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What does the Bible say about plagiarism?


 

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Bible plagiarism
Question: "What does the Bible say about plagiarism?"

Answer:
Plagiarism is the act of taking someone else’s work or ideas and presenting them as your own. Plagiarism is most commonly associated with written work, such as research papers or books, but it can also occur with artistic expressions or in spoken work, such as a speech. While it is true that imitation is the highest form of flattery, such imitation is only flattering when proper credit is given to the original. When proper credit or permission is not given, imitation becomes plagiarism.

Plagiarism is dishonest because it advances a falsehood, passing off as one’s own the work of another, and the Bible has much to say about lying (e.g., Exodus 20:16; Proverbs 6:17). Plagiarism is also self-seeking, since the plagiarizer attempts to promote himself through the stolen work, and the Bible condemns self-seeking (see Romans 2:8; Philippians 2:3; 2 Timothy 3:2). Plagiarism is also stealing, and the Bible has much to say about the evils of stealing (e.g., Exodus 20:15). To steal is to take something that belongs to another, without permission, and make it one’s own. It’s easy to see how taking someone’s physical property is wrong. But taking someone’s intellectual property is just as wrong. Ideas, creative work, and written expressions belong to the person who created them. Plagiarism takes from the creator what was produced from his or her own mind and heart. Plagiarism robs authors, artists, musicians, and other creators of their right to profit from their own original work. It also robs them of the right to build a reputation based upon their work.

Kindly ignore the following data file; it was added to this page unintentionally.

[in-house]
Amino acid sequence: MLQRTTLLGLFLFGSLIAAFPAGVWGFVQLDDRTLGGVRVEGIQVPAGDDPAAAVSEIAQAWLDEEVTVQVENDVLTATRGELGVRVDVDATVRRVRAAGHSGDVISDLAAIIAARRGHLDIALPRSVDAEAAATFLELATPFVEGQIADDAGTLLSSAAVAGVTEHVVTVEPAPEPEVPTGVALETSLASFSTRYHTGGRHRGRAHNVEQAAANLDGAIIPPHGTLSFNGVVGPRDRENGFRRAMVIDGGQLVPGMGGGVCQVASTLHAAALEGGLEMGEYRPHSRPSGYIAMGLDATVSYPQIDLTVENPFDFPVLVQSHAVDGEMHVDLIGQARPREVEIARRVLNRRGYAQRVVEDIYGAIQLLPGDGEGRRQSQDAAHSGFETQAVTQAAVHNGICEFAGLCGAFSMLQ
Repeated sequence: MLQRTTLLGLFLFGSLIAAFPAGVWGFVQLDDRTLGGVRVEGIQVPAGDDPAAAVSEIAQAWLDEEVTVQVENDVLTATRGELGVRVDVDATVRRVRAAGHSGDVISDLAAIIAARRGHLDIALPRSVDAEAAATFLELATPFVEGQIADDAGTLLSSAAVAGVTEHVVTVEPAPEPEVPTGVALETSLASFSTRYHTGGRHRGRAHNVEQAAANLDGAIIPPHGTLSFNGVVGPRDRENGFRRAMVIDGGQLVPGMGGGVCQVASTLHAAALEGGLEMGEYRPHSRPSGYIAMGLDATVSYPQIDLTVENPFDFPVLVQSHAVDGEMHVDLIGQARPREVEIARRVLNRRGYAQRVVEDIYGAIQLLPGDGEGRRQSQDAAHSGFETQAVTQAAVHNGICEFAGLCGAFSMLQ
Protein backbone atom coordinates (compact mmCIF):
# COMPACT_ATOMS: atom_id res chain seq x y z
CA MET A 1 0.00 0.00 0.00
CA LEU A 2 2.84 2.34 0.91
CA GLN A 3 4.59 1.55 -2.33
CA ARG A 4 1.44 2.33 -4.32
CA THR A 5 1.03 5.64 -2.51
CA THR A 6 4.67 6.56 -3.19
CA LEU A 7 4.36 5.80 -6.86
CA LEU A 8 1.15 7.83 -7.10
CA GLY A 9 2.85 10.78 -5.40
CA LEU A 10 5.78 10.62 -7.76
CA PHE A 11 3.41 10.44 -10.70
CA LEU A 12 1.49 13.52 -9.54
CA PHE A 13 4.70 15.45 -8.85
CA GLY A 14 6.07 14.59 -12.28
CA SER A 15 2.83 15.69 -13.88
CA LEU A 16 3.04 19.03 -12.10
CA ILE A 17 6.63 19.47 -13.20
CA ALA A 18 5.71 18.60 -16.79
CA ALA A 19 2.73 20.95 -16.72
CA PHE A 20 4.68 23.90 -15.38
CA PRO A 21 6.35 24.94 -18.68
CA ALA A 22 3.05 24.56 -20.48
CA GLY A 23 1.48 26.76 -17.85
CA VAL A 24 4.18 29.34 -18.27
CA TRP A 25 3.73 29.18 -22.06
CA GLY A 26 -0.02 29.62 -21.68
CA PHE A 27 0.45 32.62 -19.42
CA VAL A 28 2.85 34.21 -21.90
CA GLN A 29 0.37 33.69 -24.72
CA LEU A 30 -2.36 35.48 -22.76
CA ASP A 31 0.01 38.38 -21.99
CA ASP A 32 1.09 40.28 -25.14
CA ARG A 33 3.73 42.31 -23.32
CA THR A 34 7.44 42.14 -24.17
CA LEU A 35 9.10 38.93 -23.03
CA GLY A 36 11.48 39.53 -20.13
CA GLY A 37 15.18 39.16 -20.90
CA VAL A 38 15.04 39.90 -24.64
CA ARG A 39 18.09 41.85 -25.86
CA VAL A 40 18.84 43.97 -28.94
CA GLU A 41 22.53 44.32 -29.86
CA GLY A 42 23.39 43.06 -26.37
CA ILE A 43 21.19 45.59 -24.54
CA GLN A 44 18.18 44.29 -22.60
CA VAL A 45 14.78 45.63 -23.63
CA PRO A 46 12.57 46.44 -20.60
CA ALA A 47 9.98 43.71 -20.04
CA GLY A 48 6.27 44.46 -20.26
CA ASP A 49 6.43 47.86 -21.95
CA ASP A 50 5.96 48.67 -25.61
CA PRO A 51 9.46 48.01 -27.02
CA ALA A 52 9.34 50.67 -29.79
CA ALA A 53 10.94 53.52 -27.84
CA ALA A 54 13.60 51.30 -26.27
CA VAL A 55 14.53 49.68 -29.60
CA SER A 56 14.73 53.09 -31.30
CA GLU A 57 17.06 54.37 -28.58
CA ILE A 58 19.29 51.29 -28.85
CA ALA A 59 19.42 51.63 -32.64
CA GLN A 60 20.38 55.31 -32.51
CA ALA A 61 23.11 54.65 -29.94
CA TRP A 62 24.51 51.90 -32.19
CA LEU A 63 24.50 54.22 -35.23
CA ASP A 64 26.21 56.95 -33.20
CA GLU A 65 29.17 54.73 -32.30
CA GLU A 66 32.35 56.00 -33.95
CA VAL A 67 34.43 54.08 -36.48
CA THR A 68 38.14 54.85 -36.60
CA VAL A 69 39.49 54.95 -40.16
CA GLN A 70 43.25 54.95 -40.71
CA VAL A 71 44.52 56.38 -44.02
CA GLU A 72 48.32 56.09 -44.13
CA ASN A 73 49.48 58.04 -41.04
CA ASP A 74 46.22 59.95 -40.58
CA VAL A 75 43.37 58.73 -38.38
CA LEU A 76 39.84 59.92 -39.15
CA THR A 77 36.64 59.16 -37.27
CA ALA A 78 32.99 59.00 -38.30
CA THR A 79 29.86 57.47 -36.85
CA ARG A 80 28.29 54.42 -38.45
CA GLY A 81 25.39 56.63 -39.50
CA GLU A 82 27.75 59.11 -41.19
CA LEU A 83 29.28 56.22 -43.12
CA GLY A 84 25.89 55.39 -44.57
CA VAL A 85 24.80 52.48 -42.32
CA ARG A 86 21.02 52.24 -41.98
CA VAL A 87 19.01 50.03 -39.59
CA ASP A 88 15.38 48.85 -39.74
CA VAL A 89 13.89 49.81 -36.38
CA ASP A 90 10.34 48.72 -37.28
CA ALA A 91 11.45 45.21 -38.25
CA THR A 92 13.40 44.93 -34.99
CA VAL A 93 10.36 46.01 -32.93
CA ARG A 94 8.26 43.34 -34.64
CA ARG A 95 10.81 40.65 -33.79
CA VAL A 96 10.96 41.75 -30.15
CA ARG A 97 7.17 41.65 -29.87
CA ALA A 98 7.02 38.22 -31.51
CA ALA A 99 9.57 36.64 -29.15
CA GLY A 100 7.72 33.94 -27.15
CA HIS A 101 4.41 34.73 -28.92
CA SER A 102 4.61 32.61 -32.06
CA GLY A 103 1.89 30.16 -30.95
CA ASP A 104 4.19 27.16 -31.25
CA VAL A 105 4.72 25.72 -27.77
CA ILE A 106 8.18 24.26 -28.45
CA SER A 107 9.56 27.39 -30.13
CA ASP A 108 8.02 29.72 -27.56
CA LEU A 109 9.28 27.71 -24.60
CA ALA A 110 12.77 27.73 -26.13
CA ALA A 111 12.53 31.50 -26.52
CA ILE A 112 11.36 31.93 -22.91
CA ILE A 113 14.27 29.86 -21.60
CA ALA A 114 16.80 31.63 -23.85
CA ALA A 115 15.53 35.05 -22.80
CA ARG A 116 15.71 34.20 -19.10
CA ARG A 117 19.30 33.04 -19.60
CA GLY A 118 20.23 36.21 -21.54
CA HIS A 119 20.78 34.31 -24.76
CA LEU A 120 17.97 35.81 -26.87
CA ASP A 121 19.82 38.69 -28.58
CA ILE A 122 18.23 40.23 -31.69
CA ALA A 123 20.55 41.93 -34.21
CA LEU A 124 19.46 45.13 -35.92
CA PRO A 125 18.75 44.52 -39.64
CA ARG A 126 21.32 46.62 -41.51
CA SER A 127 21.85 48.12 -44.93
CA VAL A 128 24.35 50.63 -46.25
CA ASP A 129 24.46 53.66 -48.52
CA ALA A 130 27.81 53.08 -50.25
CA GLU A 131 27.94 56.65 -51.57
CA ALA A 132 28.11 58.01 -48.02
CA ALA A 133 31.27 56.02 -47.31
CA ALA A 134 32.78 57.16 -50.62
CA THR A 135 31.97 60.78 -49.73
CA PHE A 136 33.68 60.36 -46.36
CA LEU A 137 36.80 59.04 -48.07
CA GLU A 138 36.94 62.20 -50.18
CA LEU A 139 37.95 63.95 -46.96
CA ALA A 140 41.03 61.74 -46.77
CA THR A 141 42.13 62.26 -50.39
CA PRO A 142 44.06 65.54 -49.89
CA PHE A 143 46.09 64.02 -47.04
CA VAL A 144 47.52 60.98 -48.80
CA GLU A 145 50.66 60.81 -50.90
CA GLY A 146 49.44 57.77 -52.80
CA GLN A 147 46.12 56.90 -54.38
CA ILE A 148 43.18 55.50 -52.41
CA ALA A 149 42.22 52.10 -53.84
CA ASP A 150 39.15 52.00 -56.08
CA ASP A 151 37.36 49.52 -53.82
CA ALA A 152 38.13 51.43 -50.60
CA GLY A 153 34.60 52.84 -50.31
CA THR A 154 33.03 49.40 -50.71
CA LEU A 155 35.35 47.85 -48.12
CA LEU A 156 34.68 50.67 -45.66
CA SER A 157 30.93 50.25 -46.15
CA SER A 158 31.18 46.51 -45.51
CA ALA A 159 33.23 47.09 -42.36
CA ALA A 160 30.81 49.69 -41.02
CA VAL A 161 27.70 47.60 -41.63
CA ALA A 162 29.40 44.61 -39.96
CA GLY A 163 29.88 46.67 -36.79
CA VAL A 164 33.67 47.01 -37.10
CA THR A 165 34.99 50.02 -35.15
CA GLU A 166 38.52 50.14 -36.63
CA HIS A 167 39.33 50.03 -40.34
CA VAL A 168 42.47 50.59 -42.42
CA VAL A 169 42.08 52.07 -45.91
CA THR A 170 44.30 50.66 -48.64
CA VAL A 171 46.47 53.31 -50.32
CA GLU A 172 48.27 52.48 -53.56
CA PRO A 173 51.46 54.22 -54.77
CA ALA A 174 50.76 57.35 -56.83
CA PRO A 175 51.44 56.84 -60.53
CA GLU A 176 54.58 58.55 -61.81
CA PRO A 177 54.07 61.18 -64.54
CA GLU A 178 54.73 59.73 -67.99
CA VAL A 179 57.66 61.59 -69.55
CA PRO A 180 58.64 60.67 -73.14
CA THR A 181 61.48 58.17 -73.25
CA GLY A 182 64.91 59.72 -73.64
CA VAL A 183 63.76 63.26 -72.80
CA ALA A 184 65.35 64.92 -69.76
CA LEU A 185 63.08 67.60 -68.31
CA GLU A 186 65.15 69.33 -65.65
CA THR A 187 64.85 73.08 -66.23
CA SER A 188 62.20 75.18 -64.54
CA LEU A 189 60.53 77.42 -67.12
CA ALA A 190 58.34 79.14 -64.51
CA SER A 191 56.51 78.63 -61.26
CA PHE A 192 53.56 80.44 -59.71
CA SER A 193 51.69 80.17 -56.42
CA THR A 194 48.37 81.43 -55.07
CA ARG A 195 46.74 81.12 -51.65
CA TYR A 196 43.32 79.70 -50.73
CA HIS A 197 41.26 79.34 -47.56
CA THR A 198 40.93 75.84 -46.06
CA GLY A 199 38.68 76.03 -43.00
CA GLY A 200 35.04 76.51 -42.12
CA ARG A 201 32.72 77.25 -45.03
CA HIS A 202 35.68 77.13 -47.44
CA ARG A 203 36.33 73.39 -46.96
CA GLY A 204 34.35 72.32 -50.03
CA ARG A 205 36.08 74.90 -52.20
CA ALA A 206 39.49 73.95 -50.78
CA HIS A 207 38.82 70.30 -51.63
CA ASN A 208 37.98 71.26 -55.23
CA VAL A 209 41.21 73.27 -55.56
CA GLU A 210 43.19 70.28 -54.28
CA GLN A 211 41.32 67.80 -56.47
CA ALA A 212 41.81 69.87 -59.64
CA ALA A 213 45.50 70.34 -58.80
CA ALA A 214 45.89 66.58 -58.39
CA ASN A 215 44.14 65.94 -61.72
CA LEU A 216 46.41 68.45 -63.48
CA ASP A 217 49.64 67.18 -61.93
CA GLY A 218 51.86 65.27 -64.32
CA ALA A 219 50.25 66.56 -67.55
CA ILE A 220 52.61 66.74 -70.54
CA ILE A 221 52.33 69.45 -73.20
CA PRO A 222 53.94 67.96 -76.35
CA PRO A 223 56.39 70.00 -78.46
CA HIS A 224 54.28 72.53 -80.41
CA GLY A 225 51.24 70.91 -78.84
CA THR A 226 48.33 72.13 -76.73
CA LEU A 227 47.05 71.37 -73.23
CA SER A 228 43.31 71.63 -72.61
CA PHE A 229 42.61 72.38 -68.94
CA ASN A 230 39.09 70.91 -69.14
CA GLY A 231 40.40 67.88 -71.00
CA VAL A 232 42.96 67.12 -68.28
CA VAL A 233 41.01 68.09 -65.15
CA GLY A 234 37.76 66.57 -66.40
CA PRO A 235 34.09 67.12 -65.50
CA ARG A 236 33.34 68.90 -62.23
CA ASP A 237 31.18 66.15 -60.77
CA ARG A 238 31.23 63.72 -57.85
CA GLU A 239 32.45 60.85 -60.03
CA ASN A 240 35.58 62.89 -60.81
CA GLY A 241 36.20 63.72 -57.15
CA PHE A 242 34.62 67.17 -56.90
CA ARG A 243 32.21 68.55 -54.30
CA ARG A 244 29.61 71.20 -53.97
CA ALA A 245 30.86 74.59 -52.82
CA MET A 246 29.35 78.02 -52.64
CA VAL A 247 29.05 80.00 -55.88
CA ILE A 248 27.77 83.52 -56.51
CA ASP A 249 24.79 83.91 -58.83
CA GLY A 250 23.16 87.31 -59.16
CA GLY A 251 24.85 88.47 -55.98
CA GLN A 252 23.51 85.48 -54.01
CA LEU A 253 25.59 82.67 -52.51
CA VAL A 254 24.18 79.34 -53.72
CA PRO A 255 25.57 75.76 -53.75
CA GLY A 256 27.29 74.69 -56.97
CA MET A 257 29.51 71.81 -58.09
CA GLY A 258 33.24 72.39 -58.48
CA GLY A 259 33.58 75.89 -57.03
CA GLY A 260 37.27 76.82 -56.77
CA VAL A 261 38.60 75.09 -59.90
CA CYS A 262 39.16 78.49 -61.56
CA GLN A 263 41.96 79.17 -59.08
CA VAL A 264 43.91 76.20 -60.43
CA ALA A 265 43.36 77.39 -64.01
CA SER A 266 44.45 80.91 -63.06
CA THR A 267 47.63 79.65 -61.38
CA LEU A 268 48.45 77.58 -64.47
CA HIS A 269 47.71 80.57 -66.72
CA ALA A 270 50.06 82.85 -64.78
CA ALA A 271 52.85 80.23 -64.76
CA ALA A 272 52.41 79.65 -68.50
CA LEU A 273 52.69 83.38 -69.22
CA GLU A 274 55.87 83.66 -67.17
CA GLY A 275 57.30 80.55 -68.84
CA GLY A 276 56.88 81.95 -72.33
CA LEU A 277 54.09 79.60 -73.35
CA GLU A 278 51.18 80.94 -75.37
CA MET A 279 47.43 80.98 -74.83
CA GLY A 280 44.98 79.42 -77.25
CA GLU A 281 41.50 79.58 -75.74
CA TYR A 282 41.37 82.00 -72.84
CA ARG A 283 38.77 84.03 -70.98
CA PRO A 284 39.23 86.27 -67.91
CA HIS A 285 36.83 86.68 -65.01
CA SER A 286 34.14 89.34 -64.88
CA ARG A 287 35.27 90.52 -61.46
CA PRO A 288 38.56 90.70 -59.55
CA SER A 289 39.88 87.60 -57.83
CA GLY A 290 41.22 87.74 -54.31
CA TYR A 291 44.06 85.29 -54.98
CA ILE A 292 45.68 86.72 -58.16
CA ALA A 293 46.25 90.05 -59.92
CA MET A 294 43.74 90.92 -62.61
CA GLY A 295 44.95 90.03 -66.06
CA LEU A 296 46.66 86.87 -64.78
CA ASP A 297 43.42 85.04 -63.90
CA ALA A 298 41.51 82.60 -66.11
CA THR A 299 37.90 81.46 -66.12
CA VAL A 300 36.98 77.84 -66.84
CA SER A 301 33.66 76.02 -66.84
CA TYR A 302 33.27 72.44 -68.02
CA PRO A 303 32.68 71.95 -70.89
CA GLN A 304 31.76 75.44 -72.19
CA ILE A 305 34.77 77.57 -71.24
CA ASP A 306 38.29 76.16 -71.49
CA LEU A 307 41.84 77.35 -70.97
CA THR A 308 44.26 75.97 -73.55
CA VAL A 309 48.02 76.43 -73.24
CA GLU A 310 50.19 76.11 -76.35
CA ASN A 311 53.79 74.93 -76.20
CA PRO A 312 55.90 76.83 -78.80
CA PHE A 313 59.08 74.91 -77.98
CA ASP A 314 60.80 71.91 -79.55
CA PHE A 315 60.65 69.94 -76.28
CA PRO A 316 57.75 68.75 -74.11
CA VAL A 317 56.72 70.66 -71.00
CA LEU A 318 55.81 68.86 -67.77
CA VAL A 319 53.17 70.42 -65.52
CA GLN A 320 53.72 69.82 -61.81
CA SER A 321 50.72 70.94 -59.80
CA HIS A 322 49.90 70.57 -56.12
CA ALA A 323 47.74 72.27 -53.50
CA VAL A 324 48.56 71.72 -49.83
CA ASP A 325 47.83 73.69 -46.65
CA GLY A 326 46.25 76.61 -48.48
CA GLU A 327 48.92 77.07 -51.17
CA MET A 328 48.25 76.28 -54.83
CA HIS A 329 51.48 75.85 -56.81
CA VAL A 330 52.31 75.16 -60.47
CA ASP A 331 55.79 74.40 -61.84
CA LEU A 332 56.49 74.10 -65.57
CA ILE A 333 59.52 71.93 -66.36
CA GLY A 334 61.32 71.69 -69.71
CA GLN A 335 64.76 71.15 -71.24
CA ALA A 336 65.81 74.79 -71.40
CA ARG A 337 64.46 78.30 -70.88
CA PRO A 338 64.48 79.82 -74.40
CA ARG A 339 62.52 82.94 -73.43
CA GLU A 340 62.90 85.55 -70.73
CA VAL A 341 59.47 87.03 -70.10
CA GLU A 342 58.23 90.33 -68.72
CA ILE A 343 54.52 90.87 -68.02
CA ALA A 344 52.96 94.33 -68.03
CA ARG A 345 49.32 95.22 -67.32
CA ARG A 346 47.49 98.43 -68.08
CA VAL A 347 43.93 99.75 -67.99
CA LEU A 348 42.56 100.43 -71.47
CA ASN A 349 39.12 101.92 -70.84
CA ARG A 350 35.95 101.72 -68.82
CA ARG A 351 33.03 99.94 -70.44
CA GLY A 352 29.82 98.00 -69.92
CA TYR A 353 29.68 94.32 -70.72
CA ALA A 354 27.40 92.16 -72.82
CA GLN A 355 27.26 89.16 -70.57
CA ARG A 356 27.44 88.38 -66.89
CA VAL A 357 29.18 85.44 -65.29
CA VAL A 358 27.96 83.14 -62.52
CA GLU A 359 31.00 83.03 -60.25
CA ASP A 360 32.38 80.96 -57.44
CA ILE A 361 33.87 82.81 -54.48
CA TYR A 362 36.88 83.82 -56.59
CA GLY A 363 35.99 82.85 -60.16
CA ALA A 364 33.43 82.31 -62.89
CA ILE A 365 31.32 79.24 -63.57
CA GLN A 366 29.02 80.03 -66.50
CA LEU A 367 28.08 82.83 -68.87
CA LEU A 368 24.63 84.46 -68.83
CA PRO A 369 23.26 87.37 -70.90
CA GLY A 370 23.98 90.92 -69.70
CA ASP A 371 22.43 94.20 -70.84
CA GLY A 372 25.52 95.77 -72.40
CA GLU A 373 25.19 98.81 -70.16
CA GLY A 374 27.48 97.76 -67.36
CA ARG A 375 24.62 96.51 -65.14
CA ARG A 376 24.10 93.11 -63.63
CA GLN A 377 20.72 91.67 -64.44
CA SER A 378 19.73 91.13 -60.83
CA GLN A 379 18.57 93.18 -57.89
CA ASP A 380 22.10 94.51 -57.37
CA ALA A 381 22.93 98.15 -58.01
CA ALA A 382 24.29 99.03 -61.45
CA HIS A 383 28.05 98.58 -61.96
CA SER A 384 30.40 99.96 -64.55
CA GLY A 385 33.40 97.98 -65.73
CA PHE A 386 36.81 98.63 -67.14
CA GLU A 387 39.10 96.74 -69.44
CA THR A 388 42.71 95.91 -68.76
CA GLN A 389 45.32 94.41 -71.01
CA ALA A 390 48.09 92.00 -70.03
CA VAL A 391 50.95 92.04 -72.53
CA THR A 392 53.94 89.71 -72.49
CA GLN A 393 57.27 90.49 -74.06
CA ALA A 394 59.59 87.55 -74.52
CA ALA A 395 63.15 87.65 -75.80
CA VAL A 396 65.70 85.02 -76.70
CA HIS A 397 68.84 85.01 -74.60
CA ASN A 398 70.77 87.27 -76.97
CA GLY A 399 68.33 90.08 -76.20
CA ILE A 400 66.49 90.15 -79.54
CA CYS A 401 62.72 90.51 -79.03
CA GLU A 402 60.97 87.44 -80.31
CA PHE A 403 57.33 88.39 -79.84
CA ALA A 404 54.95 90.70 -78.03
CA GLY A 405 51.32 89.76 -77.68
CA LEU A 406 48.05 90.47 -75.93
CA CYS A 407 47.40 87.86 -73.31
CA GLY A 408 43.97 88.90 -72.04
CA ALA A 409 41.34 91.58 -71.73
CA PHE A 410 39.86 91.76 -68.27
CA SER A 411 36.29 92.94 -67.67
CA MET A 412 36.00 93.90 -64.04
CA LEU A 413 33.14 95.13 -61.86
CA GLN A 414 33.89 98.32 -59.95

Stealing is a sin that was part of our old lives, not to be continued after we meet Jesus (2 Corinthians 5:17). Ephesians 4:28 says that stealing must be replaced with something good: “Anyone who has been stealing must steal no longer, but must work, doing something useful with their own hands, that they may have something to share with those in need.” This principle applies to the theft of intellectual property as well. If plagiarism has been a part of someone’s old life, it must be renounced and confessed to the Lord as sin (see 1 John 1:9). In order to live in honesty and integrity, we must give proper credit to people whose work we admire, and we should request permission before using the work of others as part of our own creations. Plagiarism has no part in the life of a follower of Christ (1 Peter 4:15).

Recommended Resource: Overcoming Sin and Temptation by John Owen


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